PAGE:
Repossession Defense

If you fall behind in loan payments for a vehicle, the normal remedy is for the vehicle lender to hire a repossession company to take possession of your vehicle. A court order is normally not required for the repossession gent to pick up your vehicle. Rather, a repossession agent normally picks up the car without your consent. Sometimes a repossession agent will knock on your door in the company of a police officer and advise you that he is here to pick up your vehicle. Other times you may just wake up one morning and the car will be gone.

When you file bankruptcy, repossession is prohibited. If the car is in your possession at the time you file bankruptcy, the lender is prohibited from having a repossession agent pick up the car, even if you are behind in your payments. If the repossession agent has recently picked up the car, but has not yet sold it, the car must be returned to you if you file bankruptcy and ask for it to be returned. In order to keep the car, you will have to make arrangements to repay the debt on the vehicle. If you are only a month or two behind and have the money with which to pay the arrearage, you can simply tender this money to the lender. In a Chapter 13 proceeding it is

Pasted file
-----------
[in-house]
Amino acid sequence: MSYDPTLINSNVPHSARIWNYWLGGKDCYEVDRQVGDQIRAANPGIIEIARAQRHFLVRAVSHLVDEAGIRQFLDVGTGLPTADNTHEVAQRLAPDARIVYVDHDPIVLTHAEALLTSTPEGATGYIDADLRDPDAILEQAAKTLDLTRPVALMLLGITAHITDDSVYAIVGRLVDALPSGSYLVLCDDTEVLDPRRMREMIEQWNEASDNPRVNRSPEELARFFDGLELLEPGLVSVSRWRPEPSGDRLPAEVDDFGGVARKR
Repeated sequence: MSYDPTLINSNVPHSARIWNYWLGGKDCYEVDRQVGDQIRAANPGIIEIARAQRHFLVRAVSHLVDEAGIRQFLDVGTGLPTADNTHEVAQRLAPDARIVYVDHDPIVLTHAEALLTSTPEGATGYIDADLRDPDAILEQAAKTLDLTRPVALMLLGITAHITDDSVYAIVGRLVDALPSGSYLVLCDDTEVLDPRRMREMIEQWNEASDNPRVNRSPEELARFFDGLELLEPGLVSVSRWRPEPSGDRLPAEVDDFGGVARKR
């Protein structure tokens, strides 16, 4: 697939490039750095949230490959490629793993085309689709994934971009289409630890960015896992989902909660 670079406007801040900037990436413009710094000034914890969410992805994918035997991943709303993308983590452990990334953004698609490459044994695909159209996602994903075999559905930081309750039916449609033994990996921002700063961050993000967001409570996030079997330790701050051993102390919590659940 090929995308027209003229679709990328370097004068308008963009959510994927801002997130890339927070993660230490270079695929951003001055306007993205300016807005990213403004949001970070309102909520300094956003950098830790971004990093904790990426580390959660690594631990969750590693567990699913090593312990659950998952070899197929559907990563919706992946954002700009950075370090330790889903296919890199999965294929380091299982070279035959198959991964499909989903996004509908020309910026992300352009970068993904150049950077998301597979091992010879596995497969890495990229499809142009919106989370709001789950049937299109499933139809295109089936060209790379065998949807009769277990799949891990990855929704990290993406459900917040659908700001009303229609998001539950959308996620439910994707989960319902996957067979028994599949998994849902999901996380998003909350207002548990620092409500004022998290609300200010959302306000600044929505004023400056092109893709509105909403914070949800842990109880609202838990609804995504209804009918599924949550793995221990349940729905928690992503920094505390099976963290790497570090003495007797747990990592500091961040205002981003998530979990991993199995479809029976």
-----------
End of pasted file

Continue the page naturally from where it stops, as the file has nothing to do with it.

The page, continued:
possible to pay far less for the vehicle than you may be obligated to pay on you loan outside of bankruptcy. For example, the Chapter 13 plan may, in the right circumstances, reduce the principal balance, reduce the interest rate, and/or lengthen the repayment term of the loan. By using these rights, you can often substantially reduce not only the amount that you pay per month, but also the total amount that you pay in order to keep the vehicle. In a Chapter 7 proceeding, it may be possible to “redeem” the vehicle. In bankruptcy law, you are able to keep a vehicle if you pay the lender the value of the vehicle, rather than what you owe on it. In many cases, the amount you owe exceeds the value of the vehicle. There are lending resources available to those who want to buy their car out of bankruptcy and the “redemption” value. This can often save thousands of dollars over the life of the loan. Talk to your attorney about these options.